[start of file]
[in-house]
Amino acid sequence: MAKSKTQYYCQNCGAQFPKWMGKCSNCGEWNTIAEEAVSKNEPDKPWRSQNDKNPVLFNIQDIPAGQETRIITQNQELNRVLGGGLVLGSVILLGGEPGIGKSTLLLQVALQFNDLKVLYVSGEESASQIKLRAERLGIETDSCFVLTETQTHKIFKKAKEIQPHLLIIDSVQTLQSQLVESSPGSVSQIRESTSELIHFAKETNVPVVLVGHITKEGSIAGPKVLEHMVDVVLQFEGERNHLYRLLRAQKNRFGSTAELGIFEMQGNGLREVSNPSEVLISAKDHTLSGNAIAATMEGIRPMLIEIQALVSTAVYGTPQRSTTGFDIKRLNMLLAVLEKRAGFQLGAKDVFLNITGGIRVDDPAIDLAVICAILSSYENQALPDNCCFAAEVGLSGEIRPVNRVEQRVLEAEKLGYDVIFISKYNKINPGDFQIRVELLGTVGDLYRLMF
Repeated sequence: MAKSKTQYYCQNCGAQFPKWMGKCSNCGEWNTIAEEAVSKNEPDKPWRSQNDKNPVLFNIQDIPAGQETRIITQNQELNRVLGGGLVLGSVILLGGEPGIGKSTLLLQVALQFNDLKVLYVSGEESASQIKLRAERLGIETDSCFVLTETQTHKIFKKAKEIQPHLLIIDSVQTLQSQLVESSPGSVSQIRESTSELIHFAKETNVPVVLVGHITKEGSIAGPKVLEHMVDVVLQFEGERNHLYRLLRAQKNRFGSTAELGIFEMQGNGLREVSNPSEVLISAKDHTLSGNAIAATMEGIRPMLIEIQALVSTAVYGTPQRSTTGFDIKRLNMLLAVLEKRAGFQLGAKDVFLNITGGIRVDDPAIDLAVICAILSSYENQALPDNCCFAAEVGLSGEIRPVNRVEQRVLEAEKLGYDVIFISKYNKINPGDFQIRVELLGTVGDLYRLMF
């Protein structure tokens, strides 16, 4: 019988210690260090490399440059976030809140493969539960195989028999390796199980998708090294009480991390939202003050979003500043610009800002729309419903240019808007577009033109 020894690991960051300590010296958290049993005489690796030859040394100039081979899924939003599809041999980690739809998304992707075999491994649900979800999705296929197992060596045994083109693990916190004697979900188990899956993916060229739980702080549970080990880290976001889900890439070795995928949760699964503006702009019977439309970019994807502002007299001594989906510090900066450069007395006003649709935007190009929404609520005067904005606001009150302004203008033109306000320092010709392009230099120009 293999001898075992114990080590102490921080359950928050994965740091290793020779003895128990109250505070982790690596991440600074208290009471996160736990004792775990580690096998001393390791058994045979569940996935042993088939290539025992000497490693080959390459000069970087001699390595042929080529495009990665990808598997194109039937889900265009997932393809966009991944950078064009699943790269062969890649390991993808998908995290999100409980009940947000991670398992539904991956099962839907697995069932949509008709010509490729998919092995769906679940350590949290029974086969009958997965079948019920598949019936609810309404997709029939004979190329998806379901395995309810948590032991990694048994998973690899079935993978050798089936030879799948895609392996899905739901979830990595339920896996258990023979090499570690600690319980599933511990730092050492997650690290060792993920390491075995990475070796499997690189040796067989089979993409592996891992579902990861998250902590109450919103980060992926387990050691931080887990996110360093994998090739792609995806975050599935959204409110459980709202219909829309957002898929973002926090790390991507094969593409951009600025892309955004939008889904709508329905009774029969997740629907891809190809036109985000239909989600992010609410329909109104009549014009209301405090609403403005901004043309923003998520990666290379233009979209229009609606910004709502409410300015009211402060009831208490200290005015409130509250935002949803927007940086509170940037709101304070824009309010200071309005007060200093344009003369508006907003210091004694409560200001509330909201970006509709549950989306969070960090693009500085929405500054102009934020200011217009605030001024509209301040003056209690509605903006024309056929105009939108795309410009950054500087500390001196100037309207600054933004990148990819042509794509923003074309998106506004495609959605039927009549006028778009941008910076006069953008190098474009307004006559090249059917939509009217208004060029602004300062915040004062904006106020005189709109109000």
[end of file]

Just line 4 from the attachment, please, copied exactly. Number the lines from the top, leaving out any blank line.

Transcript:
């Protein structure tokens, strides 16, 4: 019988210690260090490399440059976030809140493969539960195989028999390796199980998708090294009480991390939202003050979003500043610009800002729309419903240019808007577009033109 020894690991960051300590010296958290049993005489690796030859040394100039081979899924939003599809041999980690739809998304992707075999491994649900979800999705296929197992060596045994083109693990916190004697979900188990899956993916060229739980702080549970080990880290976001889900890439070795995928949760699964503006702009019977439309970019994807502002007299001594989906510090900066450069007395006003649709935007190009929404609520005067904005606001009150302004203008033109306000320092010709392009230099120009 293999001898075992114990080590102490921080359950928050994965740091290793020779003895128990109250505070982790690596991440600074208290009471996160736990004792775990580690096998001393390791058994045979569940996935042993088939290539025992000497490693080959390459000069970087001699390595042929080529495009990665990808598997194109039937889900265009997932393809966009991944950078064009699943790269062969890649390991993808998908995290999100409980009940947000991670398992539904991956099962839907697995069932949509008709010509490729998919092995769906679940350590949290029974086969009958997965079948019920598949019936609810309404997709029939004979190329998806379901395995309810948590032991990694048994998973690899079935993978050798089936030879799948895609392996899905739901979830990595339920896996258990023979090499570690600690319980599933511990730092050492997650690290060792993920390491075995990475070796499997690189040796067989089979993409592996891992579902990861998250902590109450919103980060992926387990050691931080887990996110360093994998090739792609995806975050599935959204409110459980709202219909829309957002898929973002926090790390991507094969593409951009600025892309955004939008889904709508329905009774029969997740629907891809190809036109985000239909989600992010609410329909109104009549014009209301405090609403403005901004043309923003998520990666290379233009979209229009609606910004709502409410300015009211402060009831208490200290005015409130509250935002949803927007940086509170940037709101304070824009309010200071309005007060200093344009003369508006907003210091004694409560200001509330909201970006509709549950989306969070960090693009500085929405500054102009934020200011217009605030001024509209301040003056209690509605903006024309056929105009939108795309410009950054500087500390001196100037309207600054933004990148990819042509794509923003074309998106506004495609959605039927009549006028778009941008910076006069953008190098474009307004006559090249059917939509009217208004060029602004300062915040004062904006106020005189709109109000």